Thursday, April 21, 2005

I should be in bed. She of all people would be shooing me upstairs reminding me I am sick and need more sleep. For a moment I caught myself wishing she were around to bake the cake, this most symbolic act of caring on a child's birthday, but surprised myself with how fast the follow-on arrived... she baked enough cakes while she was living thank you and deserves a break now. Honestly I think she must be quite exasperated with me already given how often she has to stop by and remind me to polish the silver (her way of telling me I'm letting my inner surfaces tarnish) but I'm grateful for each scolding.

The other time I can count on her to stop by is when I'm in the kitchen, always with little helpful reminders. We have an odd sort of dialogue every time I make stew, the meal our family most fondly associates with her. She regularly burned it in the pressure cooker, a small cooking disaster totally unlike her, a natural gourmet cook, and yet, it was still one of our favorite meals. When the pressure cooker comes out, she always seems to be spying on me, and I find myself apologizing to her when I don't burn it. This makes no sense, because one of the strange things about our relationship in her afterlife, if that is what you'd call it, is how non-judgmental she is of my actions. If ever a child craved unconditional love, it flourishes in the garden we share now. Now matter how heinous my thoughts it's always my conscious, not hers that condemns. Hers that redeems. As I type this I see the parallel to the sort of connection people feel to the Virgin Mother, the healing that comes from a mother's acceptance. Self love becomes more possible when cradled in this acceptance.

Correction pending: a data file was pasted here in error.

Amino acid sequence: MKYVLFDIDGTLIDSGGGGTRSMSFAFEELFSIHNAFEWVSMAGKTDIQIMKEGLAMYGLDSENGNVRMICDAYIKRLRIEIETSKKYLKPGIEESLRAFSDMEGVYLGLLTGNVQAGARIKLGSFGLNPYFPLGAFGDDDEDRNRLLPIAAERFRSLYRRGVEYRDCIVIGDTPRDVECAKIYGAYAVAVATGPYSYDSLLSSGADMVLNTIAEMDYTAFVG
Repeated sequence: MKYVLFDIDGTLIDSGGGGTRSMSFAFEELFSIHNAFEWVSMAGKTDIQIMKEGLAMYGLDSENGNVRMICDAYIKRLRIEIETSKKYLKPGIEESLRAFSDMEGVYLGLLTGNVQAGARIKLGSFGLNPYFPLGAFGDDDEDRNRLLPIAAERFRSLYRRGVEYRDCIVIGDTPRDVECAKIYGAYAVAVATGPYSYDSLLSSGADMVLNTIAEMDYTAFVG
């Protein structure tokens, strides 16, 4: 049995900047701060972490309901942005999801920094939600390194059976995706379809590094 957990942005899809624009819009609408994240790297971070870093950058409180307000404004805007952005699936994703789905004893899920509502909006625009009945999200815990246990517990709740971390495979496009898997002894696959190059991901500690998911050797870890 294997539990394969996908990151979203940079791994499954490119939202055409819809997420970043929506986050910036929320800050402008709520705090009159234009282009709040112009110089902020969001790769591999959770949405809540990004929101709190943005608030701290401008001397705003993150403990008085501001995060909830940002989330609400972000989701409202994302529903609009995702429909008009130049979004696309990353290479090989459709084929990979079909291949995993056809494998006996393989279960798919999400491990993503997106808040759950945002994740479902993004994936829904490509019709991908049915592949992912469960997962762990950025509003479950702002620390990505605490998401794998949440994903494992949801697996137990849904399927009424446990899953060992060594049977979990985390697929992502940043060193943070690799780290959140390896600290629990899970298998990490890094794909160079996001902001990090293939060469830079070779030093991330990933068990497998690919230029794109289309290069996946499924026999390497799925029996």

Sunday I wore her caftan, a long cotton bell-sleeved garment in amethyst with embroidered flowers. The first time in the six years since she died I've put it on. The same day I opened a card sent from my Dad, which he'd picked for the daffodils on the front, "to remind you of her favorite flower" he wrote. She has already pointed out the daffodils in my neighborhood I wanted to say, she has been commenting on them for the last couple of weeks, happy I filled a planter box with them last fall, now bursting in blooms. She is the daffodil, and the birthday cake, and the cough syrup, and the burnt stew, and the tears, and the lullaby, and the silver polish, polishing away the darkness on my insides until I glow again, as I always will in her eyes.

For Abdul-Walid, because the presence of the dead can be a gift.

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